What's That Bug? does not endorse extermination

Saturniidae/Geometridae?
December 8, 2009
3 moths from Bellavista, Ecuador. Western slope about 2000 m.
I think these are very difficult, but hopefully still possible to identify.
Leif
Bellavista Lodge, Ecuador

Unknown Geometrid Moth #3 from Ecuador

Unknown Geometrid Moth #3 from Ecuador

Dear Leif,
Thanks for sending your photos, but now we are filled with curiosity.  Were these moths photographed on December 8, 2009?  Just how big were they?  Were they attracted to a light?  Insect collectors are taught to provide as much information as possible on those tiny labels, and the same should be true of photographs.  Information will assist in proper identification.  In our amateur opinion, these are in the family Geometridae.

Unknown Geometrid Moth #2

Unknown Geometrid Moth #2 from Ecuador

We are also fascinated by the peripheral insects surrounding one of your specimens, and perhaps one of our readers wants to take a crack at identifying the Lepidoptera and Diptera that are surrounding the larger moth in the middle.  Sadly, just one of these identifications may take hours and hours of research, and a definitive answer just may not be possible.  We just had a nice telephone conversation with Lila Higgins at the Natural History Museum in Los Angeles about the possibility of finding species new to science in the middle of an urban setting being just as probable as scouring the rain forests of South America for an undescribed species.  That gnat-like creature in the upper left corner may be new to science, and should you choose to pursue the taxonomy, it might one day bear your name.  Alas, when we began this posting, and we started to format your images for the web, we didn’t have a clear picture of where our response was going, so the numbering appears out of sync in reverse order.  We are numbering your images and we hope that you will provide additional information in a comment and that you will refer to the numbers attached to the moths.  We also hope that our readership may provide additional information, and now that the photos are numbered, clarity will be maintained.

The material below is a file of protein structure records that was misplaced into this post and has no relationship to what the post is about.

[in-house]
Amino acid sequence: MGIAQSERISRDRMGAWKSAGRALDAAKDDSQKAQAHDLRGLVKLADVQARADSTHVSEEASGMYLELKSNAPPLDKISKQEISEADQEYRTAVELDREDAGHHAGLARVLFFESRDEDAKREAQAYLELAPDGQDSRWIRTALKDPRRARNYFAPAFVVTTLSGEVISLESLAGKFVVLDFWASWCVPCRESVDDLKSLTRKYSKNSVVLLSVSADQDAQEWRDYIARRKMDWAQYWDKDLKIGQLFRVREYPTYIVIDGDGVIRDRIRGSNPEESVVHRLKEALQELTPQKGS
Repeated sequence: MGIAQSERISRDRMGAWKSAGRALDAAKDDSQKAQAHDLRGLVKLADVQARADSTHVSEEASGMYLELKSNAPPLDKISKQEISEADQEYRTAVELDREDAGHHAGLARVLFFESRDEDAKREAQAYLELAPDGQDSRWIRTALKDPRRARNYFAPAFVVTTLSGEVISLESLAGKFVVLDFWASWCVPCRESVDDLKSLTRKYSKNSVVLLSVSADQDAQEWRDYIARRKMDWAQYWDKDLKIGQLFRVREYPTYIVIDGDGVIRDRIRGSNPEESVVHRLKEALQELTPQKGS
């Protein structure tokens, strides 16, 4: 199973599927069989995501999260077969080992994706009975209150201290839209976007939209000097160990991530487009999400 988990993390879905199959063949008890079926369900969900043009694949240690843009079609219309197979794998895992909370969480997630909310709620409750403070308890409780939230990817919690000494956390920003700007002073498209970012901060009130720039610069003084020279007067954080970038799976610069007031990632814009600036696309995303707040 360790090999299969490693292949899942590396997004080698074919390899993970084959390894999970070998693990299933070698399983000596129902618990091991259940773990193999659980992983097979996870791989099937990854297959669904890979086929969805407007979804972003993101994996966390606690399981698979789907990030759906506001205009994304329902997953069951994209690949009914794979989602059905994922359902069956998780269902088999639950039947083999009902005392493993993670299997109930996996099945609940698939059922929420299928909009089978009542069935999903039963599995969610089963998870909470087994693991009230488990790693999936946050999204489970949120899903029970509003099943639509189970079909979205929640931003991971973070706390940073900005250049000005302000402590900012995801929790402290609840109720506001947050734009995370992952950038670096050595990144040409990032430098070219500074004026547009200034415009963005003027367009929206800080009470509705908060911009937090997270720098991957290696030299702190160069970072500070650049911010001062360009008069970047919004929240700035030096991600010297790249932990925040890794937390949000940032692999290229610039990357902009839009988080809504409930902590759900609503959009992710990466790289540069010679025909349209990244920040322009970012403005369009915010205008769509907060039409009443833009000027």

Unknown Geometrid #1 from Ecuador

Unknown Geometrid Moth #1 from Ecuador

Hi
Thank you for your reply and comment.
Maybe this is too much, but it’s the only serious forum I have found so far.
As an amateur it’s very difficult to give all the correct information. All my moths from Bellavista are photographed on October 19th 2009. They were all attracted to outside lights around some of the buildings at Bellavista Lodge. Sitting on fence posts and the main gate, well actually everywhere. They were really swarming like crazy. Must have been thousands. Heaven for a moth expert I would think. Even for a birder like me!
I’m sorry, but this is really all the additional information I’m able to give. I could, however, try to estimate size. Maybe small, medium and big is too vague?!
Leif

The additional information is great Leif.  We are amateurs ourselves, and we are not even certain if the three moths are the same species.  Sexual dimorphism and individual variation within a species can make some identifications very difficult.  Would you estimate that the three moths were the same size?

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